To ensure that your estate doesn’t lose assets to federal gift and estate taxes you may need to include tax avoidance strategies in your estate plan. One estate planning tool that can provide tax avoidance benefits is a Grantor Retained Income Trust, or GRIT. Always consult with your estate planning attorney before deciding what tools to incorporate into your estate plan. In the meantime, however, a Los Angeles trust attorney at Schomer Law Group, APC explains what a GRIT is and why you might need one.
What Is a GRIT?
A GRIT is a specialized type of irrevocable trust that allows the Grantor (creator of the trust, also referred to as the “Settlor”) to transfer assets into the trust while retaining the right to receive all of the net income from the trust assets for a fixed term of years, referred to as the “initial term.” Income from the trust is distributed to the Grantor at least annually during the initial term. At the end of the initial term, the remaining principal is either distributed to the trust beneficiaries or remains in the trust for the benefit of those beneficiaries. The primary benefit of a GRIT is that if (this condition is important) the Grantor survives the initial term, the value of the principal held in the GRIT is excluded from the Grantor’s estate for federal gift and estate tax purposes.
How Does a GRIT Help with Tax Avoidance?
The tax avoidance benefit of a GRIT is found in how the value of the trust principal is determined because those assets are valued at a discount. The value of the discount depends on the length of the initial term of the GRIT, and the applicable federal rate in effect at the time the GRIT is established. The transfer of assets to a GRIT constitutes a gift equal to the total value of the assets transferred to the GRIT, less the present value of the retained income interest held by the Grantor for the initial term. If the Grantor survives the initial term, the assets comprising the GRIT will pass to the designated remainder beneficiaries at a reduced gift tax value.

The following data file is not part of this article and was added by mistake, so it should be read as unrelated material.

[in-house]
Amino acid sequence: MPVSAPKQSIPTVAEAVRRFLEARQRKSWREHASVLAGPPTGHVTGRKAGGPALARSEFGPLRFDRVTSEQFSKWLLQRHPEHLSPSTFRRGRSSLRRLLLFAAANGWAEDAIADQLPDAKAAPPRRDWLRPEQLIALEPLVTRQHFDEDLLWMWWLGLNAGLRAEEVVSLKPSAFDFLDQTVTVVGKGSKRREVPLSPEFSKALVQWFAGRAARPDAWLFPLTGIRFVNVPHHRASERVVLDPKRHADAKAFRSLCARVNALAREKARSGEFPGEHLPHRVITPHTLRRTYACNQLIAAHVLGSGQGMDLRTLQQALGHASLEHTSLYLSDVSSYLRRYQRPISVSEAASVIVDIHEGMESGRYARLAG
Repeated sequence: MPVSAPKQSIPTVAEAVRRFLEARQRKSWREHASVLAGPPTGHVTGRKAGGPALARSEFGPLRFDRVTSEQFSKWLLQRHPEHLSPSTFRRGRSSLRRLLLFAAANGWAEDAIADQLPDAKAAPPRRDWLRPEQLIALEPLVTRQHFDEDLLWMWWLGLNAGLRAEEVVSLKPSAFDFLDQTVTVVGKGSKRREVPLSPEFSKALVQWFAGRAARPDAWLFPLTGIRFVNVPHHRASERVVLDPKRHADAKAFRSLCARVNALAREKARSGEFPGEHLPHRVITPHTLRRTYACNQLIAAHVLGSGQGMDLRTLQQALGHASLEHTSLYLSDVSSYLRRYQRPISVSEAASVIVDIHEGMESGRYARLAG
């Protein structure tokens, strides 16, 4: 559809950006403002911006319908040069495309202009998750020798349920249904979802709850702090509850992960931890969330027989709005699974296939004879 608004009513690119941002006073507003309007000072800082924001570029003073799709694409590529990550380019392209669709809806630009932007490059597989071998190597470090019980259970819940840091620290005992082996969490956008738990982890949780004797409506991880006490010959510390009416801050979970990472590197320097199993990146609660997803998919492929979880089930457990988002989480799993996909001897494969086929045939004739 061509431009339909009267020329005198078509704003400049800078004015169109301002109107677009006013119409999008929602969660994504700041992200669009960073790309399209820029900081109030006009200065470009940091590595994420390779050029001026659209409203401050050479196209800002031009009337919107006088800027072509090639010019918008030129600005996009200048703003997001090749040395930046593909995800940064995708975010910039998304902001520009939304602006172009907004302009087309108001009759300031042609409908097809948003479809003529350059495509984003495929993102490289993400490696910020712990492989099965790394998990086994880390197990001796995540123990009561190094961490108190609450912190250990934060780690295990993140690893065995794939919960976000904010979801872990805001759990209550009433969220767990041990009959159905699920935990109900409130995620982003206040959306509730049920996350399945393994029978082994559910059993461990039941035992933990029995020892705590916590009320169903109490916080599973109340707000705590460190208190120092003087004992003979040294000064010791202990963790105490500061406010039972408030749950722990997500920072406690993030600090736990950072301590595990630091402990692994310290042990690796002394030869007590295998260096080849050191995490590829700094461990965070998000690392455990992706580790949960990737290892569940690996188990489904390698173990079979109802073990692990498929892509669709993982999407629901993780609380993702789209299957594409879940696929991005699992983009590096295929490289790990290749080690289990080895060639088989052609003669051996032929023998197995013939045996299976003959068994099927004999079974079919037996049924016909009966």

Section 2702 of the Internal Revenue Code determines who you cannot name as a beneficiary in a GRIT. Excluded beneficiaries include your spouse, your ancestors or the ancestors of your spouse, any lineal descendant of yours or your spouse, any sibling of yours or your spouse, or the spouses of any of the foregoing persons. You can name lineal descendants of siblings, (nieces and nephews) relatives even more distant than nieces and nephews, or friends of yours or your spouse as beneficiaries of a GRIT.
How a GRIT Works in Practice
Imagine that you establish a 15-year GRIT and transfer $100,000 of assets into the trust and that the applicable federal rate is five percent. As the Grantor, you will receive the income from the GRIT during the initial term. The present value of the retained income interest is $66,007, making the value of the gift $33,993. If you survive until the end of the initial term, however, the remainder beneficiaries will receive $100,0000 plus all capital growth. Your estate, however, will only need to acknowledge a lifetime gift in the amount of $33,993 (the applicable value of the gift at the time it was made).
Disadvantages of Using a GRIT
Just like most tax savings tools and strategies, there are some disadvantages to relying on a GRIT. First, it is an irrevocable trust, meaning if your personal circumstances change, you cannot make corresponding changes to the trust. Second, if you do not survive the initial term the advantages gained by creating a GRIT do not apply.
Contact Los Angeles Trust Attorneys
For more information, please join us for an upcoming FREE seminar. If you have additional questions or concerns about incorporating a GRIT into your estate plan, contact the experienced Los Angeles trust attorneys at Schomer Law Group APCby calling (310) 337-7696 to schedule an appointment.